A unique feature of the Anatexite Sequences is the replacement of a primary prograde mineralogy by later retrograde mineral assemblages, or even more than one.
The Anatexite Sequence covers about 30% of the outcrop surface in the investigated area. The banding trends NNE-SSW and dips about 65° toward NW. The thickness of the leucosome and melanosome bands varies between a few centimeters to a few meters. Generally the leucosome bands show medium to coarse-grained or pegmatitic textures, while the melanosome exhibits finer-grained texture.
The contact with the underlying ultramafic-mafic rocks is mostly a secondary, transitional contact with an increase in the mafic minerals toward the gabbroic, serpentinite and related rocks. The direct contact between the Anatexite Sequence and the overlying BIF is very rarely observed. Tectonic contact between the Anatexite Sequence and the lower part of the BIF indicate detachment thrust fault, due to the early south-north maximum stress. The Anatexite Sequences is overlain by metapelitic bands alternating with iron-rich and silica-rich bands. This alternation contains a high amount of garnet and subordinate orthopyroxene minerals (enstatite and hypersthene), and calcite.

The characteristic feature of the Anatexite Sequence is the predominance of migmatic gneiss, i.e. diatexites, metatexites and metablastites. Whereas the highly mobilized, medium-grained diatexites are of a homogeneous to nebulitic texture, rarely showing foliation, metatexites and metablastites are well-foliated and a two-phase nature - melanosome and leucosome - becomes obvious, arranged in the form of layers or schlieren and patches.
These rocks exhibit seriate granoblastic or porphyroblastic and in places equigranular textures, and are composed mainly of intermediate plagioclase, orthopyroxene, hornblende, biotite, and chlorite with subordinate amounts of quartz in the melanosome, and alkali-feldspar, quartz, orthopyroxene, biotite, and chlorite in the leucosome. In general, plagioclase is idioblastic and strongly saussuritisized. Later albite or albite-rich plagioclase is unaltered. Antiperthite was occasionally formed.
Alkali-feldspar is variably shaped and appears as microcline, perthite or mesoperthitic-chessboard-albite. The perthites tend to form megablasts. Two types of quartz dominate in the leucosome, the older one is deformed and shows large grains with wavy extinction, while the later phase one is fine grained and recrystallized.
Quartz occurs as anhedral grains, which are stretched and display ribbon structure and predominantly is rich in inclusions. Brownish-green biotite is the dominant mafic component and shows replacement by intergrown, subparallel chlorite. The chlorite, sphene and/or epidote are dominant in most samples. A similar alteration may be seen in the subordinate green hornblende. Orthopyroxene is represented by hypersthene which occurs as skeletal-shaped anhedral grains, partially altered to talc and chlorite. Cordierite, if present, occurs as anhedral grains or irregular porphyroblastic grains with numerous inclusions of quartz.

3. The Banded Iron Formation (BIF)
The BIF represents about 30 % of the rock units cropping out in the investigated area. The BIF is built up of accumulated clastics of psammitic and subordinate pelitic character. The BIF bands are well-foliated and generally fine-grained. The lower part of the BIF exhibits a frequently cataclastic metamorphism, but some parts still show weak graded bedding. The BIF succession consists of variegated bands with colours of yellow, red, brown, black and grey. The iron-rich bands are composed of black magnetite and dark greyish brown and red hematite alternating with quartz bands, whereas the silica-rich bands consist mainly of quartz or chert and jaspilite.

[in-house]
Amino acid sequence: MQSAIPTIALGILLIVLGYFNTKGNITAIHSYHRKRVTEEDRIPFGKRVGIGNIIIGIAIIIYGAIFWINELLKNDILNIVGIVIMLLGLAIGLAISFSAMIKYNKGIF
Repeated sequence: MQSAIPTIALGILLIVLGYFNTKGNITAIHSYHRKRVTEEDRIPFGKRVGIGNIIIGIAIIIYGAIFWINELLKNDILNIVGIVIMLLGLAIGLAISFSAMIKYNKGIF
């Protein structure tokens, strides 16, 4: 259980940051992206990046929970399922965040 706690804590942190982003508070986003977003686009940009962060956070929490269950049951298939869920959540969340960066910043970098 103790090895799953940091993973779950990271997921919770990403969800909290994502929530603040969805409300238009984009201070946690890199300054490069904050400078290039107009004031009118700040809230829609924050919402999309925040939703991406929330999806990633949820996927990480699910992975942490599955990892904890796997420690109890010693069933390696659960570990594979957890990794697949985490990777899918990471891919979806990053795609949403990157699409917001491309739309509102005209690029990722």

Generally, the chert bands dominate in the upper parts of the BIF while the quartz bands (metamorphosed chert bands) increase toward the base. Chert and jaspilite bands occupy the top of the formation. The chert contains more hematite and shows remnants of thin layering in contrast to the quartz rich bands in the middle and lower part of the BIF succession. On the basis of their structural position the BIF beds seem to be younging toward west. The iron oxides and magnetic minerals in the BIF bands are distributed in different proportions.
The BIF differs from top to base as follows:

3.1 Meta-Cherts
The meta-chert is hard, extremely dense or fine-grained crystalline rocks and shows alternations of microcrystalline quartz and relics of primary deposition. The meta-chert is composed mainly of quartz, hematite and subordinate amounts of opal and chalcedony. The crystalline silica bands are a few millimeters in thickness, while the dense silica bands exhibit thicknesses ranging between a few centimeters and more than one metre. These bands show colour variations from the top to the base depending on the iron oxide content, which increases from top to base. Consequently colours range from light yellow at the top to yellow, red or brown at the base. In the field, the chert is exposed as high ridges composed of well banded chert or large chert fragments with more than 20 centimeters of diameter. Highly sheared and brecciated bands occur mostly adjacent to shear zones are parallel with the banding and major thrusts and show minor cleavage parallel to the major thrust surfaces. The thickness of the chert bands ranges between 5 and 10 meters, extends for a few km in NNE-SSW direction. In some places of the study area the chert bands alternate with jaspilite bands. The quartz grains are sometimes stained with reddish brown colour as an indicator for hematite minerals, giving rise to jasper, a variety of chert associated with iron oxide ores and containing iron-oxide impurities that give it various colours (here red or yellow to brown). The chert bands show well developed bands in some exposures or highly brecciated bands in others. The fragments have diameters from a few millimeters to more than 70 centimeters. These fragments are welded with hematite and iron oxides. This breccia represents a fault breccia. The chert bands have mostly low magnetic susceptibility in comparison with the other BIF bands.